So before I share any updates about my life, I want to say...
Black lives matter.
Trans women are women.
The pandemic is far from over, especially in the United States.
I know Joe Biden is not as progressive as many of us would like, but I don't understand how anyone could possibly vote for someone else. People who do not vote for Biden in November will be directly attempting to sabotage the country, whether they understand this or not. All of the heartbreaking inequality in the U.S. will not improve with more years of Trump. That is the mildest way I can put it.
Some good things are happening in the world. On Friday, June 26th, my nephew Grant was born! I have two nephews now. Elliott, Grant's older brother, will turn four in August. It's crazy (in a good way) that my brother now has two children.
Later this summer, my new book will be available for pre-order. I will keep you posted. (Release date: September 15th) Thank you so much to Mark Leidner, Shaindel Beers, Anne Champion, and Daniel Handler (aka Lemony Snicket) for writing about the book!
"Meg Johnson’s third book of poems is a fierce, playful, unapologetic, and morally complex examination of life. The poems range from breezy to formally inventive, from serious-hilarious soliloquies about the vagaries of identity to psychologically insightful reports on the author’s own harrowing journey through womanhood and through illness. Without: Body, Name, Country is a deeply personal, brazenly satirical, and subtly political call to awakening. Those who enjoy memoir and poetry will find both forms seamlessly and searingly interwoven here." —Mark Leidner
"Without: Body, Name, Country is a blazing manifesta for our current world. Meg Johnson battles “the beast of chronic pain,” and navigates her survival from a sometimes-fatal disease with a ferocity that has to be read to be believed. “Post images of empty landscapes as / if no one has survived,” one poem demands of the reader. But these poems will survive, long after we are gone, and I, for one, feel lucky to have shared the earth with them." —Shaindel Beers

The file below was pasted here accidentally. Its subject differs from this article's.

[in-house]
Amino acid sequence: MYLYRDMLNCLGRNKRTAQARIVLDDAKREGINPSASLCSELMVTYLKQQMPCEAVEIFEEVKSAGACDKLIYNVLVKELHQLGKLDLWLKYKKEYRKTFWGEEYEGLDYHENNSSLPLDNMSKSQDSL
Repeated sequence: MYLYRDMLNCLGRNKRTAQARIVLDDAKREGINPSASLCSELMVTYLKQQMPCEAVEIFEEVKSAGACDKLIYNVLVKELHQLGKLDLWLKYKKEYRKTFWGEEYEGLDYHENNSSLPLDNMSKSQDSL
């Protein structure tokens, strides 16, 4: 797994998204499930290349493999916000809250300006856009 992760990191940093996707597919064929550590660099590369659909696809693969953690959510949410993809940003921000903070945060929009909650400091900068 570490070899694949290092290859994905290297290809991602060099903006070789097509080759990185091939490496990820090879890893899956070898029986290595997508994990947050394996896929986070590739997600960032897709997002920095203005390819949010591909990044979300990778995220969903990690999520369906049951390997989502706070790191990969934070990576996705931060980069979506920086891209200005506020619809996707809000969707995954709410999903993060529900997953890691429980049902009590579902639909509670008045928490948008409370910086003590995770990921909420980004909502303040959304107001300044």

"To enter Meg Johnson’s poems in Without: Body, Name, Country is to enter a spiral staircase in a tower full of fun house mirrors: the language distorts the familiar into new but recognizable realities, sometimes wryly hilarious, sometimes hauntingly unsettling. The images in these poems will catch you like a trapeze artist, bending and contorting in wondrous ways. The poems explore the subject of girlhood: the speaker “is forever entering a room. Inhaling the cusp of capture.” In prose poems and free verse, Johnson excavates the topography of the body, of illness and anxiety, of politics and patriarchy, lamenting, “I guess I was supposed to be flattered because people said I was pretty. But it felt like a liability to me.” This liability of living in a body, gendered, fertilizes the landscape of all the imagery. Read this collection and marvel as different parts of you are “lighting up like a pin ball machine.”" —Anne Champion
“I’ve known Meg Johnson’s work for a few years, but not until now did I realize she’s been sitting on a rickety folding chair in a corner of my buzzy brain, transcribing the flukey rants and loopy ferocities that all of us—all of us—are feeling right now slash all the time. Pick up this book and eat it, I mean love it, I mean eat it.” —Daniel Handler
In early to mid June (somewhere around there), I wrapped up my baking spree. Here are the rest of my cookie pictures.
Yesterday I finished reading Followers by Megan Angelo. I would say it is sort of a dystopia. Disturbing things happen, but there are some darkly funny moments in the book. Sadly, reading this book during a pandemic with an awareness of real life violence makes the book seem less scary than it probably is. It held my interest though, and I'll read any books that Angelo publishes in the future.